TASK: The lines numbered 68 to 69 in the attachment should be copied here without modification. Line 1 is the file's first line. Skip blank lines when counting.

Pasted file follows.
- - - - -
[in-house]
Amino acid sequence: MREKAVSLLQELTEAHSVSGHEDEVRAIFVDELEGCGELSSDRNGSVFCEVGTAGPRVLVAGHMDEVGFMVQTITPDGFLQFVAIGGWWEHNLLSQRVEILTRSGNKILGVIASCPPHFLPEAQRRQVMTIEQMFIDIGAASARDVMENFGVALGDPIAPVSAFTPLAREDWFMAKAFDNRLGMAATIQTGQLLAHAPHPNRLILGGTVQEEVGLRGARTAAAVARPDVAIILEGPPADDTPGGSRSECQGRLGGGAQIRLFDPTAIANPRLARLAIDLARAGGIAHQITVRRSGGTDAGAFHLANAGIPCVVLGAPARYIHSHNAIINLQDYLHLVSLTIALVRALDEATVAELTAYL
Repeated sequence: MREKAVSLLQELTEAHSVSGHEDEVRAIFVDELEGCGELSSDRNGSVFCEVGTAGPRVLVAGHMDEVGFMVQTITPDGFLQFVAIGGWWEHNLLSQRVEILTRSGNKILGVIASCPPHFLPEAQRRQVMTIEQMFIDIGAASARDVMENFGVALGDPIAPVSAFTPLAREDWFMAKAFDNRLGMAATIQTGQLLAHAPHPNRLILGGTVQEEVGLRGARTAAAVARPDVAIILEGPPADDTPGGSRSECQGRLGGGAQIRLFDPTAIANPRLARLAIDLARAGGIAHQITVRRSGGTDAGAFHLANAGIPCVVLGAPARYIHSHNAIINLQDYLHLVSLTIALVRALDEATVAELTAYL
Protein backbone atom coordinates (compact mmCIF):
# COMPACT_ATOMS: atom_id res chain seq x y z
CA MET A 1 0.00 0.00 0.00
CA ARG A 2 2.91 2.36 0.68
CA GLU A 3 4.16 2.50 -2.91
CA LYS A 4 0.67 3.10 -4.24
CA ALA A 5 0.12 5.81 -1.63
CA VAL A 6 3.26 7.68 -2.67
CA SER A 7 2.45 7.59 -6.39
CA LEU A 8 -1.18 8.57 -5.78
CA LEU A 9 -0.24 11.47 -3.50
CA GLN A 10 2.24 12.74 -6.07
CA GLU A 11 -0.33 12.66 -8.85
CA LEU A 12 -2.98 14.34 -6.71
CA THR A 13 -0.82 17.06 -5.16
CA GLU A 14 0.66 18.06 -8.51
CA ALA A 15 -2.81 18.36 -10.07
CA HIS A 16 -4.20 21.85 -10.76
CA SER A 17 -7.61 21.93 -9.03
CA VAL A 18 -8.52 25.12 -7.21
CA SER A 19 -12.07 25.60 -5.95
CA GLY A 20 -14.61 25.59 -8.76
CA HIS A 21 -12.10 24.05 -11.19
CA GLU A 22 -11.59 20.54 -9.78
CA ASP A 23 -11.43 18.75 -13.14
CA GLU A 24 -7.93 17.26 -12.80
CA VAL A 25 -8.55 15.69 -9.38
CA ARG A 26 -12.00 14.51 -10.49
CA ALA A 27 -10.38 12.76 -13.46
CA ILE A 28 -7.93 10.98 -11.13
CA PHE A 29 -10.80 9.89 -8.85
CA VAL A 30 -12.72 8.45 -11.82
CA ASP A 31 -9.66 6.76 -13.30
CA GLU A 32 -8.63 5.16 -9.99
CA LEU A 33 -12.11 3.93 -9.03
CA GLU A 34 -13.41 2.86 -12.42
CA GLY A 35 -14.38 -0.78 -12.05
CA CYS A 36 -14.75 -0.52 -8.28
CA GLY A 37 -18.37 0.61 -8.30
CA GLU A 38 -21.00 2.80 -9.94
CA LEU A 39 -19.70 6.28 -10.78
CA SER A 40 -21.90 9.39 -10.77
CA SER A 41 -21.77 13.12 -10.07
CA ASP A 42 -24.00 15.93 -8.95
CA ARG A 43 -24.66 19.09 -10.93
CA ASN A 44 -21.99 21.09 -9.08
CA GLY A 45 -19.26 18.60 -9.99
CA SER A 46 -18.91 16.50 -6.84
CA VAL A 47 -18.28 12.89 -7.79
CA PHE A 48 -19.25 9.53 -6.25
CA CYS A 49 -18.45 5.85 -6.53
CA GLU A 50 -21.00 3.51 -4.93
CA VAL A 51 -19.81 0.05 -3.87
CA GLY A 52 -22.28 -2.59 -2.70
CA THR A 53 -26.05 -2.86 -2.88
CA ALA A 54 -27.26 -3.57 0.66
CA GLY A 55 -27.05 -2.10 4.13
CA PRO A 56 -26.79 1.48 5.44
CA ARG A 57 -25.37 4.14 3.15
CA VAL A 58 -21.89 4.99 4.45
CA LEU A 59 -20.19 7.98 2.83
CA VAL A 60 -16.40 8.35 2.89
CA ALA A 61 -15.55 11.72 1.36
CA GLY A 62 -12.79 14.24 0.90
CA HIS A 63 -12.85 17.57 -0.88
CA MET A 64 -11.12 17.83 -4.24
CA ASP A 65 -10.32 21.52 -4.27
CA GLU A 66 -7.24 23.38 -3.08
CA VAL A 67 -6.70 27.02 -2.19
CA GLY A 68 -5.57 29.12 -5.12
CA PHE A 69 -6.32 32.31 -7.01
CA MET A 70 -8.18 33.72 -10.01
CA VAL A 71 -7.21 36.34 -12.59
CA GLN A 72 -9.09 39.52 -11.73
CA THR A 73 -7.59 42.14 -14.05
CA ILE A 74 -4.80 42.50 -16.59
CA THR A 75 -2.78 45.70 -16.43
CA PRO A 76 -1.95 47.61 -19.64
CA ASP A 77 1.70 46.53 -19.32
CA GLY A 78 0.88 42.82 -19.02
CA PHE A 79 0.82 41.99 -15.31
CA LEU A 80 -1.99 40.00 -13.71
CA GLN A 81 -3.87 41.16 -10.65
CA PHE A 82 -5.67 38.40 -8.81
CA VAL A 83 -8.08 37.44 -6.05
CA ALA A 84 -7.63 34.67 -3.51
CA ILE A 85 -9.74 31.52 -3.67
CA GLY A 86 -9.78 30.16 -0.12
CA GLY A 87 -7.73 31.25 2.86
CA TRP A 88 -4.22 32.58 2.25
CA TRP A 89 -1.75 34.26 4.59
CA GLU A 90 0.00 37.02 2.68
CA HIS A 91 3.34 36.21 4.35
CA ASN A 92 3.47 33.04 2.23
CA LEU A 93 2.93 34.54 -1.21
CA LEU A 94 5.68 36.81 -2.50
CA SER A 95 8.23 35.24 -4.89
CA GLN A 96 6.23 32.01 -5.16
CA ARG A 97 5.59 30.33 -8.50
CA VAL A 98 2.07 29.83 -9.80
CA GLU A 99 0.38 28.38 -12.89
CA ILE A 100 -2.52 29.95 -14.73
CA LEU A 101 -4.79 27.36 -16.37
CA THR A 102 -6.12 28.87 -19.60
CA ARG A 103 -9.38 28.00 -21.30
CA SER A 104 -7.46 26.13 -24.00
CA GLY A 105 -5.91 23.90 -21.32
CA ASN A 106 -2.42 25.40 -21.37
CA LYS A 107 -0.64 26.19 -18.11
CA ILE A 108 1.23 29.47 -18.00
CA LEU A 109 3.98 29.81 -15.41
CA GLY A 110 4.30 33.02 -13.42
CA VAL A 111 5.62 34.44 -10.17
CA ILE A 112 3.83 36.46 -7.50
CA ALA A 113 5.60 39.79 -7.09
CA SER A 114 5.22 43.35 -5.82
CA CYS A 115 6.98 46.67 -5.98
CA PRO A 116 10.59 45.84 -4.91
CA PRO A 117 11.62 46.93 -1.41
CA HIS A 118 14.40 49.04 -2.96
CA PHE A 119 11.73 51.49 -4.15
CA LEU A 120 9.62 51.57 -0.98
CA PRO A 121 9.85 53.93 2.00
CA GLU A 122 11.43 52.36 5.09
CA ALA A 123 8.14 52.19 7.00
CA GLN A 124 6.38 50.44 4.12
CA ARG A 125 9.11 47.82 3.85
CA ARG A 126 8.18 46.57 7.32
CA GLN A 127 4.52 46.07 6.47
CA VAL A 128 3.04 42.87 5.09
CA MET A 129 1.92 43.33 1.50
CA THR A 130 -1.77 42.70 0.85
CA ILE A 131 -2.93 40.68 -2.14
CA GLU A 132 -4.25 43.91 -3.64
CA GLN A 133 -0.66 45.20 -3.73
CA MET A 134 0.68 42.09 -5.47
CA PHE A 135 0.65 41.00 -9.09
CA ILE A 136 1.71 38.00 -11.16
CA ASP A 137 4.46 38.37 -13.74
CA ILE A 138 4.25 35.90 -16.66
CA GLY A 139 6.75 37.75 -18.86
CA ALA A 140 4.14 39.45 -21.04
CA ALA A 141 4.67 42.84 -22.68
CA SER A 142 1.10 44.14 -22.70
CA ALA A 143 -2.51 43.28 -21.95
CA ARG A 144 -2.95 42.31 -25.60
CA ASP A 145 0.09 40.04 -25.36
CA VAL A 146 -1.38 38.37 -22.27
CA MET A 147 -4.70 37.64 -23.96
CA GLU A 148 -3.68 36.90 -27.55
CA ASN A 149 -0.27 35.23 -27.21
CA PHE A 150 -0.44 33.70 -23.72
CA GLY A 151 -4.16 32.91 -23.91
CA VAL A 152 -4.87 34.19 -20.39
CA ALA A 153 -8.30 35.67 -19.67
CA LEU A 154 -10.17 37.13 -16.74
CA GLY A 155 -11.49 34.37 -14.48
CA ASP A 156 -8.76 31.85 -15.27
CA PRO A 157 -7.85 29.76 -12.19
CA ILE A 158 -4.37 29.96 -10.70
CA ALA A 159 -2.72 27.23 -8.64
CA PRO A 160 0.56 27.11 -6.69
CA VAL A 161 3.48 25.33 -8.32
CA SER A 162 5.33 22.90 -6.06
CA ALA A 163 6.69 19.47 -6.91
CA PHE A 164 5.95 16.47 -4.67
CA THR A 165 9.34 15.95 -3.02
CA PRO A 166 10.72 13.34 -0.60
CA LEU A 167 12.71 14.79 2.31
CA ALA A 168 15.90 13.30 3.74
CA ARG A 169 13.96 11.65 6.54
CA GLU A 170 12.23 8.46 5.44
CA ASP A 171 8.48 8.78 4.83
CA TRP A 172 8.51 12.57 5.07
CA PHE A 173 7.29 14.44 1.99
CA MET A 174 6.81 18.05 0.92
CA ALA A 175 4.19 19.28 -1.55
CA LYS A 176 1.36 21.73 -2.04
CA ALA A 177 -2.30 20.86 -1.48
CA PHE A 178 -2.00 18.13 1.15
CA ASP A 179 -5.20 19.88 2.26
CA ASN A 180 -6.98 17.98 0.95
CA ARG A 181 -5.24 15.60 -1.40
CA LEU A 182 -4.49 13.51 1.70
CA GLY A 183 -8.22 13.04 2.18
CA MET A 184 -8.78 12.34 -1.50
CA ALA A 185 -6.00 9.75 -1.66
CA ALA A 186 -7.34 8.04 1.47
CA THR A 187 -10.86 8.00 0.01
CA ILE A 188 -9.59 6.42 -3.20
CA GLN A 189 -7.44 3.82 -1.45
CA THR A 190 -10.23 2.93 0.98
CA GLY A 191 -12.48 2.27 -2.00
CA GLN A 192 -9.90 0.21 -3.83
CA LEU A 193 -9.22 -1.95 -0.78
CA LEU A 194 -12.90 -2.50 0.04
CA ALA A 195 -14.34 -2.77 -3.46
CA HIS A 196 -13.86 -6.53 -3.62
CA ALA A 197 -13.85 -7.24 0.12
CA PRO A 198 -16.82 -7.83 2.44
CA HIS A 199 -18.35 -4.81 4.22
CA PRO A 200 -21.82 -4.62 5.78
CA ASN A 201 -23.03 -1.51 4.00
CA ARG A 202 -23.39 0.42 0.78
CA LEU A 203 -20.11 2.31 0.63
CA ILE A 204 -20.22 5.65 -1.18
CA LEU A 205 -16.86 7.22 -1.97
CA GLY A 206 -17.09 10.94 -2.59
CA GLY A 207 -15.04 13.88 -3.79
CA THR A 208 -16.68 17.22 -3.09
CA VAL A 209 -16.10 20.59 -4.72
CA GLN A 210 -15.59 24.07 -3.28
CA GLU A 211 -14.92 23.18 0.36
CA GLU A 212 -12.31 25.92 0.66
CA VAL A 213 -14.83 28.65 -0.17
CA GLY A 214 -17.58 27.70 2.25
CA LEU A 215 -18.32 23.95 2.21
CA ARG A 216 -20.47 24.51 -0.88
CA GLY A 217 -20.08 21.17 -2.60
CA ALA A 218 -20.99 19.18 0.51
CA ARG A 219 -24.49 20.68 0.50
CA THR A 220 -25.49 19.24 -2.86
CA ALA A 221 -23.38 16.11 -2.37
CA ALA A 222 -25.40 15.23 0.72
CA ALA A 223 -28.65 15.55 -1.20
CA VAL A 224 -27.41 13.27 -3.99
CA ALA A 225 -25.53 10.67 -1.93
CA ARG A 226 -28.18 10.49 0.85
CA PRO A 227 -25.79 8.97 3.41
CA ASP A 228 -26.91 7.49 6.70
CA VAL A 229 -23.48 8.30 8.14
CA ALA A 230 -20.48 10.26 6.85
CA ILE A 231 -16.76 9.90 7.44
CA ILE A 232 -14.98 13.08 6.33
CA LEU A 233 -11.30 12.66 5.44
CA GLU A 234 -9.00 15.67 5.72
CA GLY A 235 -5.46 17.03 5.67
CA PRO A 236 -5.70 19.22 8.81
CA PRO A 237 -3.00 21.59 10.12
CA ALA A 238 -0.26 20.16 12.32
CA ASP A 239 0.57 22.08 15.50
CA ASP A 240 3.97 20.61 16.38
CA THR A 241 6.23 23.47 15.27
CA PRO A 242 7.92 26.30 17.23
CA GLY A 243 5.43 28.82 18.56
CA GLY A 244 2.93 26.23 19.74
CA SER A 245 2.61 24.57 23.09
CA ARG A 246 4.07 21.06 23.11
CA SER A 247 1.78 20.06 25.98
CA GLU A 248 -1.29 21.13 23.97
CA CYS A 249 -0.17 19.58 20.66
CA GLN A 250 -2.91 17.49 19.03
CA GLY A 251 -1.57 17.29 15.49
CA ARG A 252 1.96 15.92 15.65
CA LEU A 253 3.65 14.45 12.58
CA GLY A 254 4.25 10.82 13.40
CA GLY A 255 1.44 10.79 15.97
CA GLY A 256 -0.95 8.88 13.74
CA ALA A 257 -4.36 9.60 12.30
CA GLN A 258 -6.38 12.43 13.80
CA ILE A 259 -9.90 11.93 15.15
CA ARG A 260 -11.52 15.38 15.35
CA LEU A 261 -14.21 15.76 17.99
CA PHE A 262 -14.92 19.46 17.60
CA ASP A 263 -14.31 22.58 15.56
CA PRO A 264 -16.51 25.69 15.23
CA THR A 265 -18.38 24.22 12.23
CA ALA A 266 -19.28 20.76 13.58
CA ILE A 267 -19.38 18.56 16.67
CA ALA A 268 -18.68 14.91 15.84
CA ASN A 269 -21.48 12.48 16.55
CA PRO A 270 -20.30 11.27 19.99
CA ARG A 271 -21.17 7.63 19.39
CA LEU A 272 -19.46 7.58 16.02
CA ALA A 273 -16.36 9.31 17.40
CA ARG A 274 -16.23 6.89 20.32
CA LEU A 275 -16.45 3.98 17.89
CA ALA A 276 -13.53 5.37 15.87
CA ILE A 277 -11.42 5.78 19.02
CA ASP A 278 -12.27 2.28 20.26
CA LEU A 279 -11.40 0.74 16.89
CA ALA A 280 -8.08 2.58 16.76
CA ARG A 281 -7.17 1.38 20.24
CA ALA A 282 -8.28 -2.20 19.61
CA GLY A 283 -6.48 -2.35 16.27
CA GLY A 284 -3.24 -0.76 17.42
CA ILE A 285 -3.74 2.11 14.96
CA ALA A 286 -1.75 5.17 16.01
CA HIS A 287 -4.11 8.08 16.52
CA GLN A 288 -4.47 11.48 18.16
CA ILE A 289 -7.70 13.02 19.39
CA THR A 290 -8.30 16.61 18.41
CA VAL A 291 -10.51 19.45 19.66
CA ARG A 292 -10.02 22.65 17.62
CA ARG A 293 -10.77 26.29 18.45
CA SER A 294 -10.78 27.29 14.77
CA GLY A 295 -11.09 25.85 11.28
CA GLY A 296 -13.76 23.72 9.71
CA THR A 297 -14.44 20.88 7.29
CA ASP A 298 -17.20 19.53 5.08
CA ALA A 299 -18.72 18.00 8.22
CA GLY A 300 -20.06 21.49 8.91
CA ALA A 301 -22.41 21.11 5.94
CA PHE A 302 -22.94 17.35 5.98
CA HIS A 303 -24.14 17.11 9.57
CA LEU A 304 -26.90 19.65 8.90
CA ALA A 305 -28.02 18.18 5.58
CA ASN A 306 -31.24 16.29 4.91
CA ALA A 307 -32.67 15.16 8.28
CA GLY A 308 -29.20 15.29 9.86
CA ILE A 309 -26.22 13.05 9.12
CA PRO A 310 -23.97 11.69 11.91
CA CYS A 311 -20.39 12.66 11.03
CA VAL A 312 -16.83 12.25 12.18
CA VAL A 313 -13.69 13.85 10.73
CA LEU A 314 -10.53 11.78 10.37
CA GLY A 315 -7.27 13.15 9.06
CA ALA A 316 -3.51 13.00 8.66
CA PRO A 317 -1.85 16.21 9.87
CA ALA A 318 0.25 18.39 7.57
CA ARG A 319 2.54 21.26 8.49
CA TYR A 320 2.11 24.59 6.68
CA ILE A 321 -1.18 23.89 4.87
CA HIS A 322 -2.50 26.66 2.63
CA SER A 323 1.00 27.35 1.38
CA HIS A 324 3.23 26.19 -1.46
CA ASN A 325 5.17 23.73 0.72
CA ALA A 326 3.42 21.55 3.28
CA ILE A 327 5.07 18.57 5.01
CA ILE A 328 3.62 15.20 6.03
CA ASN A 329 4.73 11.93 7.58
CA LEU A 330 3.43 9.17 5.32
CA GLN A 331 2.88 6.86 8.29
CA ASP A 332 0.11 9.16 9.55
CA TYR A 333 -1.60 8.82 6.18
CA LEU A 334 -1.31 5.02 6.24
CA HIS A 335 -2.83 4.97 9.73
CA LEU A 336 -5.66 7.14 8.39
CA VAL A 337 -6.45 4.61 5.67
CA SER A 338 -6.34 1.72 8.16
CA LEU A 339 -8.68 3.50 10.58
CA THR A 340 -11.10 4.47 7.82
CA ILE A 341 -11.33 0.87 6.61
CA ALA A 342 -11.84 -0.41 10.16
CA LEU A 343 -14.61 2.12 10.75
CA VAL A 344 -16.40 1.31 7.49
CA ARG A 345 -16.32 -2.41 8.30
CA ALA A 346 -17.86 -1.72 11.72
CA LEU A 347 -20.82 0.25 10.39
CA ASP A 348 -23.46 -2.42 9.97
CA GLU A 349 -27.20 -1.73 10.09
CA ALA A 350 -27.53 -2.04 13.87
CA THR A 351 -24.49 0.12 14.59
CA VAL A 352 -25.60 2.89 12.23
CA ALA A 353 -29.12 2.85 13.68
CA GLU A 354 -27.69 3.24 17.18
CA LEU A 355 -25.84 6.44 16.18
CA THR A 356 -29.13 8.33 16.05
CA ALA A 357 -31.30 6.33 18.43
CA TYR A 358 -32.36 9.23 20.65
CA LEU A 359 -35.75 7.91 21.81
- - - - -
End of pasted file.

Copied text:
CA HIS A 63 -12.85 17.57 -0.88
CA MET A 64 -11.12 17.83 -4.24